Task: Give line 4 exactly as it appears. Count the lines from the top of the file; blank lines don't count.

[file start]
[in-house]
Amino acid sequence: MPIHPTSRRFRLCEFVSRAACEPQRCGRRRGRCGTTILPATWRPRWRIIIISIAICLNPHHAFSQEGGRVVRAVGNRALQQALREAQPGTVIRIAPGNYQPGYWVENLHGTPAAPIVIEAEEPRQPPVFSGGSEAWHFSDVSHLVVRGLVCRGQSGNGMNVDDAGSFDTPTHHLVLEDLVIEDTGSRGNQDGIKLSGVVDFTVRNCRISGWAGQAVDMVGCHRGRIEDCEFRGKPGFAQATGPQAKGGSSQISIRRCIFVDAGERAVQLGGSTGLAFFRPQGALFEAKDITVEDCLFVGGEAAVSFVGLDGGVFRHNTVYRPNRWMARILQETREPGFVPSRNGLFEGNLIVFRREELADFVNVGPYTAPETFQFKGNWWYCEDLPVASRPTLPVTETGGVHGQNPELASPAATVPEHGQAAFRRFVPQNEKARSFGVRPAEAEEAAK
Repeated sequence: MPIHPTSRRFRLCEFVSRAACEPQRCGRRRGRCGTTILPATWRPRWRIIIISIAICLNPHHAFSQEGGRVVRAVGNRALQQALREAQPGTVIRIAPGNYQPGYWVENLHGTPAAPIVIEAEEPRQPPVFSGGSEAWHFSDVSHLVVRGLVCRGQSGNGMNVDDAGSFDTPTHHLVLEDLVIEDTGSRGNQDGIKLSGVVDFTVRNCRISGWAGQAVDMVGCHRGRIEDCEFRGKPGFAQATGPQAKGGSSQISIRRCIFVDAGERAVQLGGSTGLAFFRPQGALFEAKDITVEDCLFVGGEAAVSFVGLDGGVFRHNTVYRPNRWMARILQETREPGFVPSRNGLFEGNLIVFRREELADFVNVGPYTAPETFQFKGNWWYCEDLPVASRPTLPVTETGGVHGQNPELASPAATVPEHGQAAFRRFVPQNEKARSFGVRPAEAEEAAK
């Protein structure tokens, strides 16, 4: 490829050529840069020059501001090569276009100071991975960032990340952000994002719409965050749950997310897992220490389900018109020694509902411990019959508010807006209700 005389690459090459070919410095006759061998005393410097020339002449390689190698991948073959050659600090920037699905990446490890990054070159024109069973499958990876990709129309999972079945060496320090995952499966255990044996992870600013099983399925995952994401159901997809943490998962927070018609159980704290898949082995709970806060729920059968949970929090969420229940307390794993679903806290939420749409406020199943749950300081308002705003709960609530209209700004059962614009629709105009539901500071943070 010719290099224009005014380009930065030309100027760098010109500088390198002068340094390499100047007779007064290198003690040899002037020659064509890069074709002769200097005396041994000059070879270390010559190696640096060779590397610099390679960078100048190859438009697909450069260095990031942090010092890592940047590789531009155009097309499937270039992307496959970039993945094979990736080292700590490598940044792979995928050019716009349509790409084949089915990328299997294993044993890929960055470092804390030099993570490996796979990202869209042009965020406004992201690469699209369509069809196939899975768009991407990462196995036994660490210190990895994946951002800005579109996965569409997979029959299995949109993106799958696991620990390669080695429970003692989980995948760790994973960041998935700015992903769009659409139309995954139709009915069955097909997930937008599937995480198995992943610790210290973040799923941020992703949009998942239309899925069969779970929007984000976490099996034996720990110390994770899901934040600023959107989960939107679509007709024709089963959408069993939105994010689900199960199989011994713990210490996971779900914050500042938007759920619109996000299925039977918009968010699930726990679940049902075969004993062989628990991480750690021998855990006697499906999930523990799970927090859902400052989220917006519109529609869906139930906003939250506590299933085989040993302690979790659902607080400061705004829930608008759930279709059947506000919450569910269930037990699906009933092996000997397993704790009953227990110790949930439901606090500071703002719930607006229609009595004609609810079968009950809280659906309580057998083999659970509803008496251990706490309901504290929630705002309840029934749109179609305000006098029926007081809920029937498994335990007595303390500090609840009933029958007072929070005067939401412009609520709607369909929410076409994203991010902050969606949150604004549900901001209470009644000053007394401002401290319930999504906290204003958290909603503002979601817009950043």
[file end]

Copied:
């Protein structure tokens, strides 16, 4: 490829050529840069020059501001090569276009100071991975960032990340952000994002719409965050749950997310897992220490389900018109020694509902411990019959508010807006209700 005389690459090459070919410095006759061998005393410097020339002449390689190698991948073959050659600090920037699905990446490890990054070159024109069973499958990876990709129309999972079945060496320090995952499966255990044996992870600013099983399925995952994401159901997809943490998962927070018609159980704290898949082995709970806060729920059968949970929090969420229940307390794993679903806290939420749409406020199943749950300081308002705003709960609530209209700004059962614009629709105009539901500071943070 010719290099224009005014380009930065030309100027760098010109500088390198002068340094390499100047007779007064290198003690040899002037020659064509890069074709002769200097005396041994000059070879270390010559190696640096060779590397610099390679960078100048190859438009697909450069260095990031942090010092890592940047590789531009155009097309499937270039992307496959970039993945094979990736080292700590490598940044792979995928050019716009349509790409084949089915990328299997294993044993890929960055470092804390030099993570490996796979990202869209042009965020406004992201690469699209369509069809196939899975768009991407990462196995036994660490210190990895994946951002800005579109996965569409997979029959299995949109993106799958696991620990390669080695429970003692989980995948760790994973960041998935700015992903769009659409139309995954139709009915069955097909997930937008599937995480198995992943610790210290973040799923941020992703949009998942239309899925069969779970929007984000976490099996034996720990110390994770899901934040600023959107989960939107679509007709024709089963959408069993939105994010689900199960199989011994713990210490996971779900914050500042938007759920619109996000299925039977918009968010699930726990679940049902075969004993062989628990991480750690021998855990006697499906999930523990799970927090859902400052989220917006519109529609869906139930906003939250506590299933085989040993302690979790659902607080400061705004829930608008759930279709059947506000919450569910269930037990699906009933092996000997397993704790009953227990110790949930439901606090500071703002719930607006229609009595004609609810079968009950809280659906309580057998083999659970509803008496251990706490309901504290929630705002309840029934749109179609305000006098029926007081809920029937498994335990007595303390500090609840009933029958007072929070005067939401412009609520709607369909929410076409994203991010902050969606949150604004549900901001209470009644000053007394401002401290319930999504906290204003958290909603503002979601817009950043």